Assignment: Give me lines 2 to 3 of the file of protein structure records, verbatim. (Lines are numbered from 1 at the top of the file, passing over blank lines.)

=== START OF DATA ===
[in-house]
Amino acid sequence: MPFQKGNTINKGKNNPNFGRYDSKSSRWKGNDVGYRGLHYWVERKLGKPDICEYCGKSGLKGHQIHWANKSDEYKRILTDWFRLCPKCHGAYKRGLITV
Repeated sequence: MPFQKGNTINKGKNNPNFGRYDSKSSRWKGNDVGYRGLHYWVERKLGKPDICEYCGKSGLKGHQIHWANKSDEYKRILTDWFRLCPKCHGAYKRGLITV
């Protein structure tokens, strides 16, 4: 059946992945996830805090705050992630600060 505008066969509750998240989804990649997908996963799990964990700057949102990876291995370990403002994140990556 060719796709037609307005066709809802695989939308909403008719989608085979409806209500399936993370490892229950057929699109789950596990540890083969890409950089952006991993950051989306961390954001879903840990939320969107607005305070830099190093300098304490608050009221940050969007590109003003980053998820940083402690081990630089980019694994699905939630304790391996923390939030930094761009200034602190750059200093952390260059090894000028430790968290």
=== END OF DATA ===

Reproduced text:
Amino acid sequence: MPFQKGNTINKGKNNPNFGRYDSKSSRWKGNDVGYRGLHYWVERKLGKPDICEYCGKSGLKGHQIHWANKSDEYKRILTDWFRLCPKCHGAYKRGLITV
Repeated sequence: MPFQKGNTINKGKNNPNFGRYDSKSSRWKGNDVGYRGLHYWVERKLGKPDICEYCGKSGLKGHQIHWANKSDEYKRILTDWFRLCPKCHGAYKRGLITV